Monday, January 19, 2009

SEA OF HOLES




A perhaps even larger hole [see previous post] to soon appear on a main Cleveland, Ohio, thoroughfare will be on Euclid Avenue, just east of E. 55th. Also scheduled for demolition are two adjacent commercial buildings, one built in 1882 to the designs of Cleveland architects Albert Smith and Anthony Myers [the bottom image], and its 'annex' built in 1895 to the designs of the same, then-partnerless Albert Smith. These two buildings are the sole surviving vestiges of the period when a bustling commercial district existed right here due to the highly used passenger rail station at E. 55th and Euclid. When rail travel declined, so did this district, followed not long after by the severe decline of all of Euclid Avenue and its nearby streets. Interestingly, with the recent cosmetic overhaul of Euclid Avenue, inflatingly promoted as the beginning of a "revival" of the avenue's glorious past, it was easy to think that what was built literally during that hallowed era would be coveted. But, no -- the hypocrisy here knows no bounds. Other historic buildings, across the street from these two, were recently demolished [see the November 2005 archives of this blog] for a 'bike-lane' (which, of course, has since been "used" about as much as the new sidewalks adjacent to it, in front of the expansive now-vacant lots). Clearly, the misguided "Urban Renewal" philosophies of the 1950s are still "alive and well" in Cleveland, even when the "renewal" results in vacant lots. The Beatles wrote about a presumed-imaginary place called the Sea Of Holes -- but, Cleveland is revealing to the whole world that it wasn't imaginary, after all!! ------ NOTE: THESE BUILDINGS WERE DEMOLISHED IN THE SPRING OF 2009.

8 Comments:

Blogger Tim Ferris said...

It's frustrating coming back home to such a tacky city, having lived in Boston for a while--there's no appreciation here of the built heritage. Tacky, tasteless, pedestrian, wasteful--a city with these low-class, no-class attributes doesn't go very far. People wonder why kids don't stay here and settle down--it's too heartbreaking to see art and artifacts wasted as part of the typical civic process. It doesn't have to be this way.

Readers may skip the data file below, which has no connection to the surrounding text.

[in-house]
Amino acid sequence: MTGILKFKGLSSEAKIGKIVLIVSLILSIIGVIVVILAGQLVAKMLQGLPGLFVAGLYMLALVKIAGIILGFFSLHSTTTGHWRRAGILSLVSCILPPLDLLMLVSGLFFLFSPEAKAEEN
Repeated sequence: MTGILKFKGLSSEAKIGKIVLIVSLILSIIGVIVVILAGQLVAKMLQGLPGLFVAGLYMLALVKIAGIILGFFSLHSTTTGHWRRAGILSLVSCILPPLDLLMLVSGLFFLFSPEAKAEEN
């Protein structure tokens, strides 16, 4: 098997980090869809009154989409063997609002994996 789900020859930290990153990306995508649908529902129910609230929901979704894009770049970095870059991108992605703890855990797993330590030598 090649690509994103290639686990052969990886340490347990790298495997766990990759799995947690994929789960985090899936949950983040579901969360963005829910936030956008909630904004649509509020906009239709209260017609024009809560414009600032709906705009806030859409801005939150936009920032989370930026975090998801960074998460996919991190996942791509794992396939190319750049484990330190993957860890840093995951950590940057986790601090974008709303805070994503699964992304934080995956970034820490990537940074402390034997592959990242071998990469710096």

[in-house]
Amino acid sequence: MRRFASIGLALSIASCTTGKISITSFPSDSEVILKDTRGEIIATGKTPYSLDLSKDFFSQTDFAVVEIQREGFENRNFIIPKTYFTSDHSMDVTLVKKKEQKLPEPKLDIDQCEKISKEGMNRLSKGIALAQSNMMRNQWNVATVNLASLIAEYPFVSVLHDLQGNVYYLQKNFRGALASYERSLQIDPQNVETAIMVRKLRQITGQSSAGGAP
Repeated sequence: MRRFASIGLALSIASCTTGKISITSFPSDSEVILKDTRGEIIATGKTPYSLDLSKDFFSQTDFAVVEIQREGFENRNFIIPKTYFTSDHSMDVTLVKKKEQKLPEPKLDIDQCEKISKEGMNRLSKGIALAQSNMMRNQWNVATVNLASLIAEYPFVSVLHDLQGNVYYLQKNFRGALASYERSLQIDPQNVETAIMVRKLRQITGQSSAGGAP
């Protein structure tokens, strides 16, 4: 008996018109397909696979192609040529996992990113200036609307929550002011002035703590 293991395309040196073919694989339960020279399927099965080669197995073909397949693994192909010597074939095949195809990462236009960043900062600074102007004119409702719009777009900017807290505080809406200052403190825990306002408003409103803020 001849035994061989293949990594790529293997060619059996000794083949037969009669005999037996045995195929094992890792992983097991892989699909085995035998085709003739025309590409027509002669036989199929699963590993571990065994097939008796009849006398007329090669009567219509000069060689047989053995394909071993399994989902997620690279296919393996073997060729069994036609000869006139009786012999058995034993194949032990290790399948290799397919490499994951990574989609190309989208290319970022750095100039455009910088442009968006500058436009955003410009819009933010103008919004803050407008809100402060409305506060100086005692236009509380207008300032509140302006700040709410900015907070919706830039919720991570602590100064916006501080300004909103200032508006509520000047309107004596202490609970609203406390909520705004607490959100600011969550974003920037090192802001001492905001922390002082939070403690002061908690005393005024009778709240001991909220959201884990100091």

7:01 PM  
Anonymous jeff buster said...

10,000 little mistakes. (per year) That's Cleveland, Ohio.

Some of the mistakes aren't even little - like contracting for 50 years of AMP ohio coal generation.

This demo is/was a mistake, but now the building has no prospective tenants because so many other of the 10,000 annual mistakes have been made.

The CDC's will straighten it all out.

Viva la Shrinking City!

6:03 PM  
Blogger Kevin said...

Bicycle lanes are such an after thought for ODOT and RTA planning that your suggestion that the building was torn down to achieve a four foot width of asphalt is beyond laughable. Others, and perhaps you as well, are looking for excuses.

11:04 PM  
Blogger Tim Ferris said...

Kevin, I don't know who you are since your profile isn't visible, but have you taken the time to review the background here? Craig is usually pretty good at his basic research.

2:59 AM  
Blogger CraigB said...

Kevin --

I never have to "look for excuses" when I tell a story on this blog. And, if it's just my opinion, I'll say so on the blog.
I got the bicycle lane story from the Cleveland Landmarks Commission who had to 'review' the demolition requests, and from RTA themselves via a Euclid Corridor newsletter they were putting out. And destroying historic buildings for a bike lane isn't a laughing matter. Unfortunately, there's a prevailing mindset in Cleveland that these are just "old" buildings, standing in the way of "progress". And if you, Kevin, agree with such things, why are you wasting your time looking at a pro-preservation site, anyway??